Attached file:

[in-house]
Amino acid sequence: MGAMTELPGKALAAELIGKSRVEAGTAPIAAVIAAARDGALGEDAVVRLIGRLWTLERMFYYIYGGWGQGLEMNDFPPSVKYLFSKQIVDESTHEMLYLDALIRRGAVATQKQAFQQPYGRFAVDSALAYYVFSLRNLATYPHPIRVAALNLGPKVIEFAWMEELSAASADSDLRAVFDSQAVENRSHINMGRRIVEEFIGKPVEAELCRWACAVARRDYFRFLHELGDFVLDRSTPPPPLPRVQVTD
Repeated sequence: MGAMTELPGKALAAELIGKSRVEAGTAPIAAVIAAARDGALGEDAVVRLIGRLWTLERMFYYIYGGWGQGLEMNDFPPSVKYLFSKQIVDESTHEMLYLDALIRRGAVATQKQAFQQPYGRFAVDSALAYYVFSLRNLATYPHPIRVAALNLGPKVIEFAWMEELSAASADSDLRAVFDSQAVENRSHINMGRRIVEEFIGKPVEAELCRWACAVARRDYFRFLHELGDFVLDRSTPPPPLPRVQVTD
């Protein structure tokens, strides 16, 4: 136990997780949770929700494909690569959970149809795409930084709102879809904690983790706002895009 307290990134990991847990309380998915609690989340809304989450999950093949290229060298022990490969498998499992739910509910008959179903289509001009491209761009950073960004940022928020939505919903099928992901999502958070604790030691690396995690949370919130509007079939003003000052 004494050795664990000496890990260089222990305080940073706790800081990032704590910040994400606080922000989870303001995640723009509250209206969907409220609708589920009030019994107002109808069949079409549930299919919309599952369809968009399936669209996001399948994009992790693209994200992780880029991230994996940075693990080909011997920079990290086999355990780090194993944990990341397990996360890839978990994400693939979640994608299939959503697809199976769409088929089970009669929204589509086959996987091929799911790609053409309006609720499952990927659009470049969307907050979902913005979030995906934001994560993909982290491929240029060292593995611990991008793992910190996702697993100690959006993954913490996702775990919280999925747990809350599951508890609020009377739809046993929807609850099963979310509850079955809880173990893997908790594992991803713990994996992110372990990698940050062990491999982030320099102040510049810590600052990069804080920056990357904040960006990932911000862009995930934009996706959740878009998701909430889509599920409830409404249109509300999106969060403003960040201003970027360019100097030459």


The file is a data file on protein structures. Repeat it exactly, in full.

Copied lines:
[in-house]
Amino acid sequence: MGAMTELPGKALAAELIGKSRVEAGTAPIAAVIAAARDGALGEDAVVRLIGRLWTLERMFYYIYGGWGQGLEMNDFPPSVKYLFSKQIVDESTHEMLYLDALIRRGAVATQKQAFQQPYGRFAVDSALAYYVFSLRNLATYPHPIRVAALNLGPKVIEFAWMEELSAASADSDLRAVFDSQAVENRSHINMGRRIVEEFIGKPVEAELCRWACAVARRDYFRFLHELGDFVLDRSTPPPPLPRVQVTD
Repeated sequence: MGAMTELPGKALAAELIGKSRVEAGTAPIAAVIAAARDGALGEDAVVRLIGRLWTLERMFYYIYGGWGQGLEMNDFPPSVKYLFSKQIVDESTHEMLYLDALIRRGAVATQKQAFQQPYGRFAVDSALAYYVFSLRNLATYPHPIRVAALNLGPKVIEFAWMEELSAASADSDLRAVFDSQAVENRSHINMGRRIVEEFIGKPVEAELCRWACAVARRDYFRFLHELGDFVLDRSTPPPPLPRVQVTD
């Protein structure tokens, strides 16, 4: 136990997780949770929700494909690569959970149809795409930084709102879809904690983790706002895009 307290990134990991847990309380998915609690989340809304989450999950093949290229060298022990490969498998499992739910509910008959179903289509001009491209761009950073960004940022928020939505919903099928992901999502958070604790030691690396995690949370919130509007079939003003000052 004494050795664990000496890990260089222990305080940073706790800081990032704590910040994400606080922000989870303001995640723009509250209206969907409220609708589920009030019994107002109808069949079409549930299919919309599952369809968009399936669209996001399948994009992790693209994200992780880029991230994996940075693990080909011997920079990290086999355990780090194993944990990341397990996360890839978990994400693939979640994608299939959503697809199976769409088929089970009669929204589509086959996987091929799911790609053409309006609720499952990927659009470049969307907050979902913005979030995906934001994560993909982290491929240029060292593995611990991008793992910190996702697993100690959006993954913490996702775990919280999925747990809350599951508890609020009377739809046993929807609850099963979310509850079955809880173990893997908790594992991803713990994996992110372990990698940050062990491999982030320099102040510049810590600052990069804080920056990357904040960006990932911000862009995930934009996706959740878009998701909430889509599920409830409404249109509300999106969060403003960040201003970027360019100097030459």